Antioch College closed this afternoon after a “credible threat.” The situation was de-escalated by local police just after 4 p.m., and the college community received the “all clear” to return to campus around 5:20 p.m.
The majority of respondents to a Village survey on its temporary traffic project do not support making the changes permanent. At the same time, more survey respondents felt the one-way design on South Walnut Street made school drop-off safer for children at Mills Lawn Schools than didn’t. Those were some of the highlights of a Village survey on its three-week traffic trial, which involved several changes to downtown streets and parking areas.
Yellow Springs residents made a strong showing at last Thursday’s public hearing on a proposed sales tax increase to pay for a new county jail.
An ad hoc citizen committee is reviewing a disciplinary matter involving two officers of the Yellow Springs Police Department.
Nearly two weeks have passed since the temporary traffic change affecting Short Street and parts of South Walnut and Limestone streets came to an end.
As the Village continues collecting information on the Oct. 21 through Nov. 9 trial, the News is looking at the origins and purposes of the plan.
Next year the Village of Yellow Springs is projected to bring in $13.9 million and spend $15.4 million, according to a draft budget Council considered at its Nov. 4 meeting.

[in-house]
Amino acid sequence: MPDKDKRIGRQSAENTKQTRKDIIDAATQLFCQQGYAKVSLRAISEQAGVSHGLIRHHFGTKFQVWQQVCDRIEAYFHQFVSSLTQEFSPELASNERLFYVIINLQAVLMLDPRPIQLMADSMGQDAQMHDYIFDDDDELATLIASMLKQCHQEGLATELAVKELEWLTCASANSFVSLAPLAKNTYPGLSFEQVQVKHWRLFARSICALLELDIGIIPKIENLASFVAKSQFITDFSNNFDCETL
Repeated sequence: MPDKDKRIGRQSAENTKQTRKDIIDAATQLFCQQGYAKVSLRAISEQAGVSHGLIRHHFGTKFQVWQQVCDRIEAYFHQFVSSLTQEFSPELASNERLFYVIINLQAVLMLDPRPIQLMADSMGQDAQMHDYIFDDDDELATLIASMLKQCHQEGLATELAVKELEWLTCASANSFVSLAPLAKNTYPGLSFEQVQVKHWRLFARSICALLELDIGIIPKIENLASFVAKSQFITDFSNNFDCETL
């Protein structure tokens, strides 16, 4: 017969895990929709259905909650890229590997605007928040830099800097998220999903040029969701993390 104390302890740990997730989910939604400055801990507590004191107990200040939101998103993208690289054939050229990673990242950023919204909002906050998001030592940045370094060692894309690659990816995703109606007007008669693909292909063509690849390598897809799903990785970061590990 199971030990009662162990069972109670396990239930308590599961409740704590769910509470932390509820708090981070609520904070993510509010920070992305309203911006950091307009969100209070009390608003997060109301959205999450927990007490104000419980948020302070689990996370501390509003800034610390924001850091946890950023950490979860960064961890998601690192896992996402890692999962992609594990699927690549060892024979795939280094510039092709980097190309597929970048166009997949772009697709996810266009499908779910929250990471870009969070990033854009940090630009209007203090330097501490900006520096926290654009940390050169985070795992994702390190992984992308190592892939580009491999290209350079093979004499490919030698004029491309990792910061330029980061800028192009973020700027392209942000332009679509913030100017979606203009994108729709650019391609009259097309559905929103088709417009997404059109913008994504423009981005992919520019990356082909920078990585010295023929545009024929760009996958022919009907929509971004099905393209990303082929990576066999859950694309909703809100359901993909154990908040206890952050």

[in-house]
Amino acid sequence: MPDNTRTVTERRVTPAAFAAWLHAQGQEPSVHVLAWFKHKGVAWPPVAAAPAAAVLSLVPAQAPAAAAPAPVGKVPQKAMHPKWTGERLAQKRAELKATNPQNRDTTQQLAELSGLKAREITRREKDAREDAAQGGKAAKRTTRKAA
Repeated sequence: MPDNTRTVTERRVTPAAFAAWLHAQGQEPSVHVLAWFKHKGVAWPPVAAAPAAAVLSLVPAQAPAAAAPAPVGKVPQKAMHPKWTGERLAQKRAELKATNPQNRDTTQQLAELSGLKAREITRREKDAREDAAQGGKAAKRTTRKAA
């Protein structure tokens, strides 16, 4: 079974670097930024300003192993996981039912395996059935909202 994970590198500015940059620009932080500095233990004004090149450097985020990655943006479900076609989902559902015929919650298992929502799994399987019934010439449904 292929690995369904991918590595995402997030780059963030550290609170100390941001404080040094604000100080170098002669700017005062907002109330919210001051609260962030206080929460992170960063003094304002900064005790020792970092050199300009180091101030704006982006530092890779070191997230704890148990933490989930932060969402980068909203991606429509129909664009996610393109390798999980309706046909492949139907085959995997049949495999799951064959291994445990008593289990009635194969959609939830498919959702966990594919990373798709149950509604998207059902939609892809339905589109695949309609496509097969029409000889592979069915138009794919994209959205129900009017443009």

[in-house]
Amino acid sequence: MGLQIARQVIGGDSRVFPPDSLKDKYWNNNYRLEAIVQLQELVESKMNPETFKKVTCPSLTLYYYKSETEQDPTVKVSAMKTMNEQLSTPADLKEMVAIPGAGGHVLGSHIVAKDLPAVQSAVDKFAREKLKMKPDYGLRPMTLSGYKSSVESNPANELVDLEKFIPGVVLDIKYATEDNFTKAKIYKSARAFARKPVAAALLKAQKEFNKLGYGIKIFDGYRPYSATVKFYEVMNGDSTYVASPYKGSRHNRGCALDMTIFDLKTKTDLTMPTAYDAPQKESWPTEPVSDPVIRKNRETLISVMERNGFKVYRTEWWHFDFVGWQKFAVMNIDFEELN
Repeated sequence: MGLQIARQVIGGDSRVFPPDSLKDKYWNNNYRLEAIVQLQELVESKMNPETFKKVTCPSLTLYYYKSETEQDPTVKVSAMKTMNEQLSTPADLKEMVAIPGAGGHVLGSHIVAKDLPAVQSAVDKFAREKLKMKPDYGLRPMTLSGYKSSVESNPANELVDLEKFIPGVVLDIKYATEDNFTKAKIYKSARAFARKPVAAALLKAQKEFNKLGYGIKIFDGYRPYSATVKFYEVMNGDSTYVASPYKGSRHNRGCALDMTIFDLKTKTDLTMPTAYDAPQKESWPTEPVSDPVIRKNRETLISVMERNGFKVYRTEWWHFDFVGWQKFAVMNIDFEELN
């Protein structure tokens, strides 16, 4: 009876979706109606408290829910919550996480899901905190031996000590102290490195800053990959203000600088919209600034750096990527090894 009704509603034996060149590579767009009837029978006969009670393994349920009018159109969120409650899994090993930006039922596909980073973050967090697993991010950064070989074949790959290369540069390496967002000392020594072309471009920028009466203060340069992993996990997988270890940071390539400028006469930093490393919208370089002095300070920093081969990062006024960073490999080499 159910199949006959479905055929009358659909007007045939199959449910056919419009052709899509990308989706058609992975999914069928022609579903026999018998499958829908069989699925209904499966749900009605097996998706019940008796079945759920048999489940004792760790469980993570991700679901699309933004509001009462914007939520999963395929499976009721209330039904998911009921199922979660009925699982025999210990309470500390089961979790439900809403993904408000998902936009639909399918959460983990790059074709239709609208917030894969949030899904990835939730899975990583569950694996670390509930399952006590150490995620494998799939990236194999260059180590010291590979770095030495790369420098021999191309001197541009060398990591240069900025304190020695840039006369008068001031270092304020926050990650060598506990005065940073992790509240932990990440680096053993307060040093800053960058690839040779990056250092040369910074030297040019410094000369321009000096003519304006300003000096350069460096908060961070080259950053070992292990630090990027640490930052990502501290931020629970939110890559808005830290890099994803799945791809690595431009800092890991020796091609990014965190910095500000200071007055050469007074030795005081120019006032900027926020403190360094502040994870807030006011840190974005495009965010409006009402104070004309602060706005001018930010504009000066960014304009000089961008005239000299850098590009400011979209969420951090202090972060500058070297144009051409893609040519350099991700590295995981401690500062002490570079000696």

The barricades and signs along Short, South Walnut and Limestone streets were taken down earlier this week as a three-week temporary transportation project downtown came to an end.
The Village of Yellow Springs is now gathering opinions and observations of the traffic trial in hopes of deciding on a permanent solution for the area. An online survey closes after Nov. 23.
Does Greene County need a bigger jail? And what would be the costs of operating a larger facility?
Those were the chief questions and concerns voiced by citizens at last Thursday’s public hearing on a proposed sales tax increase to pay for a new county jail, estimated at a total cost of $70 million.
Using data obtained from the Ohio Department of Transportation, the News created this map showing where most vehicle accidents occur in and around the village.
On Tuesday, Nov. 5, Yellow Springs voters narrowly rejected a measure to make several amendments to the Village Charter, according to unofficial final results from the Greene County Board of Elections.